Guns increase the probability of death in incidents of domestic violence.1

Firearms were used to kill more than two-thirds of spouse and ex-spouse homicide victims between 1990 and 2005.2

Domestic violence assaults involving a firearm are 12 times more likely to result in death than those involving other weapons or bodily force.3

Abused women are five times more likely to be killed by their abuser if the abuser owns a firearm.4

A survey of female domestic violence shelter residents in California found that more than one third (36.7%) reported having been threatened or harmed with a firearm.5 In nearly two thirds (64.5%) of the households that contained a firearm, the intimate partner had used the firearm against the victim, usually threatening to shoot or kill the victim.6

Laws that prohibit the purchase of a firearm by a person subject to a domestic violence restraining order are associated with a reduction in the number of intimate partner homicides.7

Between 1990 and 2005, individuals killed by current dating partners made up almost half of all spouse and current dating partner homicides.8

A study of applicants for domestic violence restraining orders in Los Angeles found that the most common relationship between the victim and abuser was a dating relationship, and applications for protective orders were more likely to mention firearms when the parties had not lived together and were not married.9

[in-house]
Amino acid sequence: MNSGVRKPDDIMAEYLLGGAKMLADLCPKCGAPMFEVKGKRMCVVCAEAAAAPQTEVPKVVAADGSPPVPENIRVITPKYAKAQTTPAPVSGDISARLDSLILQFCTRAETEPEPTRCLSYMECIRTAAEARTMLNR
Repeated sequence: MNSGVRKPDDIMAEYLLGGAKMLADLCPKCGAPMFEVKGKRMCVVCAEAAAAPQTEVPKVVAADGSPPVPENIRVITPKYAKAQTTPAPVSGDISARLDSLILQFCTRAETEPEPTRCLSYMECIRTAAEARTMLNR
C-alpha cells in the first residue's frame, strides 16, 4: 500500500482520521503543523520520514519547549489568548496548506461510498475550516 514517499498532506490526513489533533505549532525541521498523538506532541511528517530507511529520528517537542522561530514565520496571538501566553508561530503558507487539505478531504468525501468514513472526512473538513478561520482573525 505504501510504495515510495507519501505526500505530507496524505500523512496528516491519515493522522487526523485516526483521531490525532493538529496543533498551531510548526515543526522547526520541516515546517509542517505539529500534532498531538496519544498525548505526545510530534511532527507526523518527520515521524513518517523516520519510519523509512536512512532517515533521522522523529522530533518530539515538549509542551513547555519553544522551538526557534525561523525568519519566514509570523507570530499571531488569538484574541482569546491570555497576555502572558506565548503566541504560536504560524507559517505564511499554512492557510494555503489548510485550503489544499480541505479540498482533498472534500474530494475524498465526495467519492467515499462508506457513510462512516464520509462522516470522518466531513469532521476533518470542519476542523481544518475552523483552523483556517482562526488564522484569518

For additional information about domestic violence and firearms, including background information and state and local laws on the topic, see the Law Center’s Domestic Violence and Firearms Policy Summary.

  1. Susan B. Sorenson, Firearm Use in Intimate Partner Violence: A Brief Overview, in 30 Evaluation Review, A Journal of Applied Social Research, Special Issue: Intimate Partner Violence and Firearms, 229, 232-33 (Susan B. Sorenson ed., 2006). ⤴︎
  2. Bureau of Justice Statistics, U.S. Department of Justice, Homicide Trends in the U.S.: Intimate Homicide (July 2007), at ⤴︎
  3. Linda E. Saltzman, et al., Weapon Involvement and Injury Outcomes in Family and Intimate Assaults, 267 JAMA, 3043-3047 (1992). ⤴︎
  4. Jacquelyn C. Campbell et al., Risk Factors for Femicide in Abusive Relationships: Results from a Multisite Case Control Study, 93 Am. J. Pub. Health 1089, 1092 (July 2003). ⤴︎
  5. Susan B. Sorenson et al., Weapons in the Lives of Battered Women, 94 Am. J. Pub. Health 1412, 1413 (2004). ⤴︎
  6. Id. at 1414. ⤴︎
  7. Elizabeth R. Vigdor et al., Do Laws Restricting Access to Firearms by Domestic Violence Offenders Prevent Intimate Partner Homicide?, 30 Evaluation Rev. 313, 332 (June 2006). ⤴︎
  8. Bureau of Justice Statistics, U.S. Department of Justice, Homicide Trends in the U.S.: Intimate Homicide (July 2007), at ⤴︎
  9. Katherine A. Vittes et al., Are Temporary Restraining Orders More Likely to be Issued When Application Mention Firearms?, 30 Evaluation Rev. 266, 271, 275 (2006). ⤴︎